When will people feel comfortable going 'back to work'?

Many looking for reduced frequency of cases or vaccine: survey

When will people feel comfortable going 'back to work'?
One-fifth of Canadians will be comfortable going back to work when there’s a vaccine, according to a survey.

With the COVID-19 pandemic still a serious situation in Canada, workers say they will only be comfortable with the government lifting restrictions to allow them to return to work:

  • when there are no new cases for at least two weeks (29 per cent)
  • when there are only sporadic cases being discovered and there are no pressures on the health-care system (25 per cent)
  • when there is a COVID-19 vaccine (21 per cent)
  • when the pressure on health-care system has reduced and it is able to manage a moderate flow of new cases over time (19 per cent).

Six per cent say that the government should lift restrictions now so that elderly or vulnerable people are isolated while the rest of the population gets back to work, found the survey by Leger of 1,508 Canadians from April 9 to April 12.

Financial concerns
Nearly half (49 per cent) of workers say that the pandemic has negatively affected their retirement savings and other investments while 42 per cent say it has decreased their income, found the survey of 1,508 Canadians.

COVID-19 has also had negative effects on workers’ capacity to: assist other members of family financially (35 per cent), meet financial obligations (23 per cent) and pay mortgage or rent (19 per cent), found the survey.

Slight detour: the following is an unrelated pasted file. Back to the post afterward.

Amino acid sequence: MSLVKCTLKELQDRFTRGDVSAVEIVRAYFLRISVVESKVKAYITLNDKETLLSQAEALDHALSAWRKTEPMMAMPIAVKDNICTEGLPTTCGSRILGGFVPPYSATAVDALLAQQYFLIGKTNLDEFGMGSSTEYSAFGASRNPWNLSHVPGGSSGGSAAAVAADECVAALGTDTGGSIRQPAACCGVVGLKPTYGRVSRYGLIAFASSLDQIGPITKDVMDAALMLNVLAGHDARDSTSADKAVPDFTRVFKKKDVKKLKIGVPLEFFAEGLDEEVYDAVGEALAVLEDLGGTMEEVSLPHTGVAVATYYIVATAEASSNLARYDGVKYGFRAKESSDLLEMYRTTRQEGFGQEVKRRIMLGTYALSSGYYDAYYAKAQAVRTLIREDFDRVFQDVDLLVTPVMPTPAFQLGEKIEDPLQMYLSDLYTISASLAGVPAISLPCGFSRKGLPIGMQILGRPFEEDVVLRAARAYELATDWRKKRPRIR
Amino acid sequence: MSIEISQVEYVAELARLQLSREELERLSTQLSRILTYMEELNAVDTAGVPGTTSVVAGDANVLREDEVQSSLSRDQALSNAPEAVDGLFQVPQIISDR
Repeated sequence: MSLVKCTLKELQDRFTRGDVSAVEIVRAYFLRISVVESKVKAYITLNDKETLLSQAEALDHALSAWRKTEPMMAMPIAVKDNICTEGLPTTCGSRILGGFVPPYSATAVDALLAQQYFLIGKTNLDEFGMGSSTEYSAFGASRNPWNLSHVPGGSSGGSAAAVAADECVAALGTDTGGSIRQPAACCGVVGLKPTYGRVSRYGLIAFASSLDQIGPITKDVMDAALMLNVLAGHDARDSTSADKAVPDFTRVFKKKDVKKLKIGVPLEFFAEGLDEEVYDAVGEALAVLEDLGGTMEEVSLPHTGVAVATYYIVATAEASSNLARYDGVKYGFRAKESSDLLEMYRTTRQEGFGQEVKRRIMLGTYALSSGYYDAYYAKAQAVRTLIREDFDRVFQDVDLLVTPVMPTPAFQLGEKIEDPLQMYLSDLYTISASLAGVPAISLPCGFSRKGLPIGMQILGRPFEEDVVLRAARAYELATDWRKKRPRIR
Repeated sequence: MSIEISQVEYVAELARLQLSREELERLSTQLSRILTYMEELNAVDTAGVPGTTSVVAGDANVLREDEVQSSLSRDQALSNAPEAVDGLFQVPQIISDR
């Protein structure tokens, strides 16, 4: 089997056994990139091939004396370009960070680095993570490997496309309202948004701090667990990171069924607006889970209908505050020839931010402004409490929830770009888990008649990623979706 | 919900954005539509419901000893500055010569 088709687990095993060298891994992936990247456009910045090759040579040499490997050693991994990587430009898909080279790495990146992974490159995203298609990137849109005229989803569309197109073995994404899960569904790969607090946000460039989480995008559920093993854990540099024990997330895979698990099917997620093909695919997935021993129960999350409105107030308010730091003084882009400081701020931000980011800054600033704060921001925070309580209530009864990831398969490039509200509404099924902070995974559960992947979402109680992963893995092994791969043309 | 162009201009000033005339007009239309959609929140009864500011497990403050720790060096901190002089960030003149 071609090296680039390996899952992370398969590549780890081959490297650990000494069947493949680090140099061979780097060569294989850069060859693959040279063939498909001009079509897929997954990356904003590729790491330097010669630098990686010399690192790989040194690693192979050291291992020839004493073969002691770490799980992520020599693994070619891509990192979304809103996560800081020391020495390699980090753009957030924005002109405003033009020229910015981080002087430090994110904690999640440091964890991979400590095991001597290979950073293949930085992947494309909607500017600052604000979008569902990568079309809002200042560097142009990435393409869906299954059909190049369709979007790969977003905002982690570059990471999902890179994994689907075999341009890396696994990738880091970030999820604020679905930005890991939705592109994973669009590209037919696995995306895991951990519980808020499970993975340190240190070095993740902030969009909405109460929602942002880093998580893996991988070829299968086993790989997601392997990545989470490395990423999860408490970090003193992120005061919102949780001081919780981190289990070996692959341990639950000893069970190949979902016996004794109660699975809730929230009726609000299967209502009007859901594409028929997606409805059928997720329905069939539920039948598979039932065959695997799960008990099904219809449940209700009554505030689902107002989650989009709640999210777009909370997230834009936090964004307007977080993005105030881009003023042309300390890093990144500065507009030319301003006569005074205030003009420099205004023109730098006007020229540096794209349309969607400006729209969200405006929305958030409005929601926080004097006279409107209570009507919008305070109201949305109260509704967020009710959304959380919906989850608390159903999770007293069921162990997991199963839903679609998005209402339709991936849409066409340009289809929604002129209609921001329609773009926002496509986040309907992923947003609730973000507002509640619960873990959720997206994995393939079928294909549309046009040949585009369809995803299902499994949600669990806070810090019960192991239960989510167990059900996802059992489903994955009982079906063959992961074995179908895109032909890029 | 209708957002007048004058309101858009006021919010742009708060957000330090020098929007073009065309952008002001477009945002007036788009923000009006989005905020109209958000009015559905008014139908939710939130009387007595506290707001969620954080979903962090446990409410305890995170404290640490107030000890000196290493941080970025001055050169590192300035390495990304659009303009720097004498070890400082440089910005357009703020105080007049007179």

Nearly three out of five Canadians (57 per cent) say their household income has been negatively impacted by the COVID-19 pandemic, found a separate study.

Three per cent of respondents say they have lost their job and pay permanently while 18 per cent have lost their job and pay temporarily.

The pandemic has also caused 14 per cent of respondents to lose some of their pay or some of their income from your work, while 30 per cent claim that the virus had no impact on their job, found the Leger survey.

While some workers have applied for their Canada Emergency Response Benefit and received payment through direct deposit (seven per cent) or cheque (four per cent), 54 per cent of Canadian workers are not eligible for the benefit.

Eight per cent of workers have also applied but have yet to receive payment while 27 per cent chose not to apply.

More than three-quarters (81 per cent) of respondents to a survey by Morneau Shepell say that the COVID-19 pandemic is negatively impacting their mental health.

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